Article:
Futures market prices have a tendency to overshoot realistic valuations, only to eventually come back to an equilibrium price. Emotion plays a big factor in this phenomenon but the running of stop loss orders are also a primary driving force. Traders often place sell stop orders under known areas of support and buy stop orders above known areas of resistance. As you can imagine, there are often several stop loss orders placed on futures contracts with identical or similar prices. Once these orders are triggered, a swift move in prices in the direction of the stop orders takes place but often has a difficult time sustaining itself. Understanding that stop running can artificially move a market quicker, and in a larger magnitude, than what would have transpired without the stop orders, a trader could attempt to take advantage of the subsequent rebalancing in price.
For example, an e-mini S&P trader may notice the market drop five handles in a very quick fashion with little fundamental news to drive the move. This type of trade may be the result of a market that has simply triggered a batch of sell stops. As the futures stop loss orders were filled, the buying didn't keep up with the selling and the futures price dropped accordingly. However, if our assumption was correct and the move was based on sell stop execution, instead of fresh (legitimate) short selling, it is practical to believe that the futures market will rebound some, if not all, of the losses artificially sustained. A futures day trader may look at this as an opportunity to buy the futures contract in an attempt to capitalize on a partial or full retracement of the drop.
Figure 3 : Intraday Wheat Futures Chart - Extreme market moves followed by a retracement to an equilibrium level are common as stop loss orders are triggered creating large commodity price spikes.
Naturally, before entering a futures day trade some technical confirmation must be made. After all, the theory that a market drop was the result of sell stop running was an assumption not a fact. Overbought and oversold technical indicators such as Slow Stochastics, Relative Strength Index (RSI), and W%R (Williams Percent R), might be helpful in determining whether or not prices were pushed to a level extreme enough to encourage buying.
Most of the available technical analysis oscillators were developed with the intention of identifying overbought and oversold conditions. In their simplest forms, both overbought and oversold markets are the result of prices overshooting their equilibrium price.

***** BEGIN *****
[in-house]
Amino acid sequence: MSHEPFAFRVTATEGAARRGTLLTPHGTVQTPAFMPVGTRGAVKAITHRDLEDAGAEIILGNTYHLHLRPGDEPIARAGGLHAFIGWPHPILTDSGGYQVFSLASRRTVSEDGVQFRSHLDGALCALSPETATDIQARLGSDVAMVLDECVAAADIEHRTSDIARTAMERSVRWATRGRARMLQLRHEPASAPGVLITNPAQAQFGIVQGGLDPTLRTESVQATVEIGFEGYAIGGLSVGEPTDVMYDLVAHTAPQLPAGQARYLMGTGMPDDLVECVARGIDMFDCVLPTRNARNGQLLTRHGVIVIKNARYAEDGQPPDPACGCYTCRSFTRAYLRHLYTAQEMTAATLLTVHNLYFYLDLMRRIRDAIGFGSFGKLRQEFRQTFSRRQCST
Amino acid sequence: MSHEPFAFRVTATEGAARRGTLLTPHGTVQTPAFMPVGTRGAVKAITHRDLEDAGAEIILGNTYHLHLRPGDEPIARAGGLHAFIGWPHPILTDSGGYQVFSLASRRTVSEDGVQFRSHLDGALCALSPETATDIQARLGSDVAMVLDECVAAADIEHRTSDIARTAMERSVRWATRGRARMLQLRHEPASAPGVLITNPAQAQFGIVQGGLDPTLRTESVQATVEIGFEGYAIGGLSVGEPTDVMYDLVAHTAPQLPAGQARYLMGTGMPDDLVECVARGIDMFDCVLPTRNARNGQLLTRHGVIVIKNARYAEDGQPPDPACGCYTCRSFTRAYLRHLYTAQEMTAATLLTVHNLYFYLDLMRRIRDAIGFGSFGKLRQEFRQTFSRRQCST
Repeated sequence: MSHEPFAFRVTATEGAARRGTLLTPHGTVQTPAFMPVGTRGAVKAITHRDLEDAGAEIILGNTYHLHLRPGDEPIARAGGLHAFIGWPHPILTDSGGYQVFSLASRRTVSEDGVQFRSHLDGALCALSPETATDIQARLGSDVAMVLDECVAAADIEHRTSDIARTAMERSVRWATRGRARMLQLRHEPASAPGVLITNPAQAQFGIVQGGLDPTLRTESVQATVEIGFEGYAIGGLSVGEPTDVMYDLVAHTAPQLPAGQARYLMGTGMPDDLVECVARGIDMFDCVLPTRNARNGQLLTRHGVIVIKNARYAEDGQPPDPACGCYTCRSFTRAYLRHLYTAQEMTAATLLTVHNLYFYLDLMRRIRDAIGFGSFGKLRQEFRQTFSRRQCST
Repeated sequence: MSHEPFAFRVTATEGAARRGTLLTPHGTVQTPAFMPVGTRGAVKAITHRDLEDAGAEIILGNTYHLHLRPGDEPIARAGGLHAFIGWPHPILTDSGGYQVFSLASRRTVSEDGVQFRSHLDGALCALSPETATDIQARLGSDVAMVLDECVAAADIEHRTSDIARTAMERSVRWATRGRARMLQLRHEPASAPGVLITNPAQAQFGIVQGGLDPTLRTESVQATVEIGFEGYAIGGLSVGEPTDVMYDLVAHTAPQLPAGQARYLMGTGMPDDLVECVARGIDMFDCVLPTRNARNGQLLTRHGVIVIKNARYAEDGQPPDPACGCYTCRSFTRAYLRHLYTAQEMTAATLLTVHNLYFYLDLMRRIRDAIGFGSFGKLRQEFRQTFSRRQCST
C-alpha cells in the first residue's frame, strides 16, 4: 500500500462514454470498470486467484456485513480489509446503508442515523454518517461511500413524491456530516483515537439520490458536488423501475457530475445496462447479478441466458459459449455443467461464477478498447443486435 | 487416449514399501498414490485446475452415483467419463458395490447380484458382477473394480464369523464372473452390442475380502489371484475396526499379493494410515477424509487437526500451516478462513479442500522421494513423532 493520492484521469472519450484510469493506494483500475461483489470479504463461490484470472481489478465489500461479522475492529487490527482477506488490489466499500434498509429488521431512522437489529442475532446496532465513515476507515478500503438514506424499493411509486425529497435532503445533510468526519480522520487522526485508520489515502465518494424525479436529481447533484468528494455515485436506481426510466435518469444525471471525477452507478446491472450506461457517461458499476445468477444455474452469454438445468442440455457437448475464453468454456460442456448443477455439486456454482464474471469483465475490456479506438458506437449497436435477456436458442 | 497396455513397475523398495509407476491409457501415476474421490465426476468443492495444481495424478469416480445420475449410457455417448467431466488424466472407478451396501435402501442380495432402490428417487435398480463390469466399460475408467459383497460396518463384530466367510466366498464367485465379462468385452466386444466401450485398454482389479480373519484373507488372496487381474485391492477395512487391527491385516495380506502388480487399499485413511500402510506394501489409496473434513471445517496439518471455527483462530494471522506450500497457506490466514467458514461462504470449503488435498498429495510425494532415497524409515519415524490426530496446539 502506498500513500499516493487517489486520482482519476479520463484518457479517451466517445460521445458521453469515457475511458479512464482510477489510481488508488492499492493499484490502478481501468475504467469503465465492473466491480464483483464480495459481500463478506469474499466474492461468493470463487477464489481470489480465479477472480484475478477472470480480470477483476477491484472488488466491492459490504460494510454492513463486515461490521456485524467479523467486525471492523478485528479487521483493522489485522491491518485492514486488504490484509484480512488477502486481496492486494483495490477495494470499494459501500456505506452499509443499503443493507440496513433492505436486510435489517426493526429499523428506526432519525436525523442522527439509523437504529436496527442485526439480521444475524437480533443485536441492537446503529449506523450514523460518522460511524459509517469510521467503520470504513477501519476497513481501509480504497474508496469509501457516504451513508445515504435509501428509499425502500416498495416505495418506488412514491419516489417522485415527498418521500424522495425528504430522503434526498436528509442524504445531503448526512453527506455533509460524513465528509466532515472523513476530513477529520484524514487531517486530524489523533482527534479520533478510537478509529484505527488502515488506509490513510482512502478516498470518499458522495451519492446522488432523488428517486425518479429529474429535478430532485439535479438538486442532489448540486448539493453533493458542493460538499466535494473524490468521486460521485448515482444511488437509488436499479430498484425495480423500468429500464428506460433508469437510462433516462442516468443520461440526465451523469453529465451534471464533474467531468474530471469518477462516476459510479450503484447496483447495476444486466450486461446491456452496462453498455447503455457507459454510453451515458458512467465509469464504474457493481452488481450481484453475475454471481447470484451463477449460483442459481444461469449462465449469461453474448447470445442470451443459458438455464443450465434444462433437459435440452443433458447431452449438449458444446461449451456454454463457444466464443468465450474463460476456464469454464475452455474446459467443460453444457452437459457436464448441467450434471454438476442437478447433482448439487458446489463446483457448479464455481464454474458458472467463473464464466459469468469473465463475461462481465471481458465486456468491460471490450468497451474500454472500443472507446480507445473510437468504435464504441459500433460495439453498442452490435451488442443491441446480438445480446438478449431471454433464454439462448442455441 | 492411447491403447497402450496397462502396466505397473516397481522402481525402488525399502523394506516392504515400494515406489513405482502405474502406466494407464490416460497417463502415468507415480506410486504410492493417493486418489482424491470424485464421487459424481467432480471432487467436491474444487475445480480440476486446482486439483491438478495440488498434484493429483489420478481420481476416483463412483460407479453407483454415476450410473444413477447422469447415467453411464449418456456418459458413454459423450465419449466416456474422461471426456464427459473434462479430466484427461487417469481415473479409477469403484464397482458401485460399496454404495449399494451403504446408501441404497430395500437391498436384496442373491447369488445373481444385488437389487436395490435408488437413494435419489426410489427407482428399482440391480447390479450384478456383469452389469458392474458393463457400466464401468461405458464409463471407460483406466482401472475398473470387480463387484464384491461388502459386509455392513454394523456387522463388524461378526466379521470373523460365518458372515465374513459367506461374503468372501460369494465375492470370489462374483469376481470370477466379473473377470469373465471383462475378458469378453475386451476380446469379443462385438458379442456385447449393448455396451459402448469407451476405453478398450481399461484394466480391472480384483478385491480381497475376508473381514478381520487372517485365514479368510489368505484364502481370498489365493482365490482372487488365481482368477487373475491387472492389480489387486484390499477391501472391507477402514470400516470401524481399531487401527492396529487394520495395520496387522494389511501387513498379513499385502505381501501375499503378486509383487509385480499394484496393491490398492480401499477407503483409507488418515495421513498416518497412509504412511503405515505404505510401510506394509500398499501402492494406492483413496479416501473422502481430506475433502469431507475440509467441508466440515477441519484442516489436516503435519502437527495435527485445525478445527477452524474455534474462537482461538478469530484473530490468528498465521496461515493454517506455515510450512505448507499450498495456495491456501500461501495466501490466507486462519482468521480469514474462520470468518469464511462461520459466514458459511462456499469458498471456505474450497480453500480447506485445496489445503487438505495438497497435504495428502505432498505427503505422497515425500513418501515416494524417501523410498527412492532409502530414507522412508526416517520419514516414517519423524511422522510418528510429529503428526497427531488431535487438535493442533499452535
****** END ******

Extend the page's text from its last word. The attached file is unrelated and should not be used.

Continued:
Most technical analysis indicators represent extreme prices relatively well. Thus, traders looking to buy on dips may find them helpful, but shouldn't expect them to be fool proof by any means. Computer generated oscillators are great tools but they aren't a guarantee. They can tell you what the market has done, but only you will be able to translate that into what the market may do next.
Although day trading in the futures markets is a challenge, there is likely a reason why so many active futures traders of all skill levels and sizes are attracted to the practice. There are obvious market opportunities in intra-day trading and with enough patience, practice and fortitude you may become one of those that have achieved profitable long-term trading results. However, there is also rationale as to why we don't all quit our jobs and day trade commodities for a living. Despite what may be relatively conservative risk on a per trade basis and a lack of overnight event risk, day traders face substantial risk in the long-run through the possibility of several small losses. If you aren't willing to commit yourself to the labor of futures day trading, I suggest that you consider less labor intensive strategies.
The NASDAQ futures weighed on stocks, but the broad market is marching on.
From a historical perspective, this week is not the time to be a stock market bear. As we've outlined, the market generally likes to move higher into Fed meetings and quarterly futures expiration also tends to put upward pressure on pricing. This is true, at least until the Friday morning Triple Witch. From there, things sometimes turn sour. Thus, the ES bears will likely have better entry points in the coming sessions if they are patient.
We've also heard chatter about a Bradley turn date occurring on the 20th of this month, and others are noting June 26th as a potential reversal date based on moon cycles. We don't normally pay attention to these types of things, but the fact that they coincidentally appear to be in line with the charts make them at least worth noting.
The Financial Futures Report is a commodity trading newsletter focused on the e-mini S&P futures, the 30-year bond futures market, and the 10-year note futures.
The author, Carley Garner, is an experienced commodity broker with plenty of stories and insight to share. Garner keys off of her decade-plus experience as a futures broker to help readers navigate the options and futures markets. The Financial Futures Report contains general stock index futures and Treasury market commentary, but it also details trading ideas (primarily option trading strategies), technical analysis including support and resistance levels, and commodity trader chatter.